Thorn in my Side

In the last week or so, autumn hasn’t just arrived, it’s taken its boots off and got itself comfortable, ready to stay awhile. This morning I was treated to a display of mist, first clearing and then reassembling to wipe out the valley below, before the sun finally burned through, and the wind has an edge to it didn’t have even a couple of days ago. The swallows are assembling for the off, the leaves are gradually turning, the nights are drawing in, and farmers everywhere have woken up and thought ‘today looks like an excellent day to go hedgecutting.’

For cyclists, this means only one thing: bastard big thorns. Indeed, on Saturday, as we were preparing to meet the others for my anniversaire, Back on my Bike discovered that she had fallen victim to the hedge trimmings scattering the road outside town. As she efficiently sorted that out, I had a quick look at my own bike and discovered I too had picked up a thorn, which was thoroughly embedded in my front tyre.

This leaves me with something of a dilemma. On the one hand, a thorn in a tyre is bad news and tends to be detrimental to its airtightness. On the other hand, taking off a newish Marathon Plus just as a precaution seems to miss the point of having puncture resistant tyres as they’re a giant pain in the neck to get on and off, and I’ve now ridden at least 80 miles in the tyre-plus-thorn combo with no apparent loss of air pressure. Back on the original hand, however, simply ignoring what is likely to be an imminent puncture seems likely to come back and haunt me, probably at the furthest point from civilisation, well out of mobile signal range, and on a day when the wind is blowing the rain sideways in all directions, and I’ll have nobody to blame but myself.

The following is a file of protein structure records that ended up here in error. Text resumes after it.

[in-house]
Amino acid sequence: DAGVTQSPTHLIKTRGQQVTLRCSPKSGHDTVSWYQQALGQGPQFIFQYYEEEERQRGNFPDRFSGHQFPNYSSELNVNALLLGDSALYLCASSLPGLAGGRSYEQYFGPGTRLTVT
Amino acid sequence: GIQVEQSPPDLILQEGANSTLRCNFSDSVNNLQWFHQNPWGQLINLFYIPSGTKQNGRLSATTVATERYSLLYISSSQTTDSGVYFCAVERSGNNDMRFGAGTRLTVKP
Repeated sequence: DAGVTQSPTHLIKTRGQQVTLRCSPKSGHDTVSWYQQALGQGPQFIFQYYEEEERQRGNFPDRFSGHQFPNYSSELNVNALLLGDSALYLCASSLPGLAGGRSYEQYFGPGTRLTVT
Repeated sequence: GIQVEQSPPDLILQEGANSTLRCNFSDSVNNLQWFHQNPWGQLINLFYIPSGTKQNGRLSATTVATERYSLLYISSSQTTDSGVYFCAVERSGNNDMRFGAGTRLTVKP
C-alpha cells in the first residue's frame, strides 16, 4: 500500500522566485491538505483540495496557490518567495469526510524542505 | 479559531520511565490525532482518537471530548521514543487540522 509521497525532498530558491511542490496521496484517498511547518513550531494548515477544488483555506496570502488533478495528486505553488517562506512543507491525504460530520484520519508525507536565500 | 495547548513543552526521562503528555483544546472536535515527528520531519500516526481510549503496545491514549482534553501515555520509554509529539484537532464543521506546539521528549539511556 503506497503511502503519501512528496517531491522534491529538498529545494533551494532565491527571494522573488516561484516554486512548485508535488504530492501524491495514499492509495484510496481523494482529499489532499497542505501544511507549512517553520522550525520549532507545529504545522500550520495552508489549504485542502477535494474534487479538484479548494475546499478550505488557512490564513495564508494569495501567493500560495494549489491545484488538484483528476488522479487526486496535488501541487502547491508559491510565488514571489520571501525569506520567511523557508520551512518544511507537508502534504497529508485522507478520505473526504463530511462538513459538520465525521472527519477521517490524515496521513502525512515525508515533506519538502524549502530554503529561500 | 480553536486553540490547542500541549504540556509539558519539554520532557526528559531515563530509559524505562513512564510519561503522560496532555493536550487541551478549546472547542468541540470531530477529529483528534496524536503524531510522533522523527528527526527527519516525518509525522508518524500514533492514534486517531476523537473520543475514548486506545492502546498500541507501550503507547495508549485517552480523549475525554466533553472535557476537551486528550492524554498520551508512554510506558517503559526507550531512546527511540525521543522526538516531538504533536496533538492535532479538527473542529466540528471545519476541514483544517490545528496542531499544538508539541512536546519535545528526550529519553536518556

So far I’ve done the obvious thing, which is to ignore it and hope it goes away while offering up obeisance to the P****** Fairy to turn aside her wrath (this may have worked too well, as it was someone else who got the second puncture during Saturday’s festivities). I suppose I could at least put my pump back in my bag and purchase a spare inner tube, for when the inevitable comes. Because now that hedgecutting season is in full swing, a flat is really only a matter of time, whatever the current thorn in my tyre decides to do.

6 Responses to Thorn in my Side

  1. Thorns….. try Sliming your tyres, well your inner tubes – you can either buy inner tubes with it already in…or pump it in yourself. We swear by it in Shropshire (rather than swearing at the thorns). I just wish our farmers would hedge cut in late September…round here they like to do it in peak summer cycling season

    • disgruntled says:

      Ah, the one time I tried slime it didn’t work (at least for massive blackthorns).

      They’re not supposed to cut the hedges until the birds have stopped nesting, so after July at least

  2. Charles says:

    I admire the cyclist who does not take a pump with them, shows superb optimism.

    At the risk of sounding very old you used to be able to get solid inner tubes made or rubber that went inside your tyres. They were very effective against the thorns of Africa, which as I am sure you know, look like natural caltrops and always land with one point upwards. The ride is not as good, but you can always ride and you no longer have to carry a pump. Looking at para 1 I can see this advantage does not apply to you….

  3. […] And amazingly, for pretty much the first time in my life, this is exactly what I did (well, to be strictly honest, I’d already done one round of pump-up-the-tyre-and-hope-it-gets-you-home): after fending off several offers of help last night after a meeting of the Bigtown Cycle Campaign because it was a bit nippy and I wanted to get home, this afternoon I duly took off the front tyre (with much swearing and ominous bending of tyre levers) and investigated the embedded thorn. […]

  4. […] or not, some things haven’t changed however – a year ago I was busy ignoring a slow puncture and we came back on Sunday to find my own bike has a slow puncture in its back tyre that I’m […]

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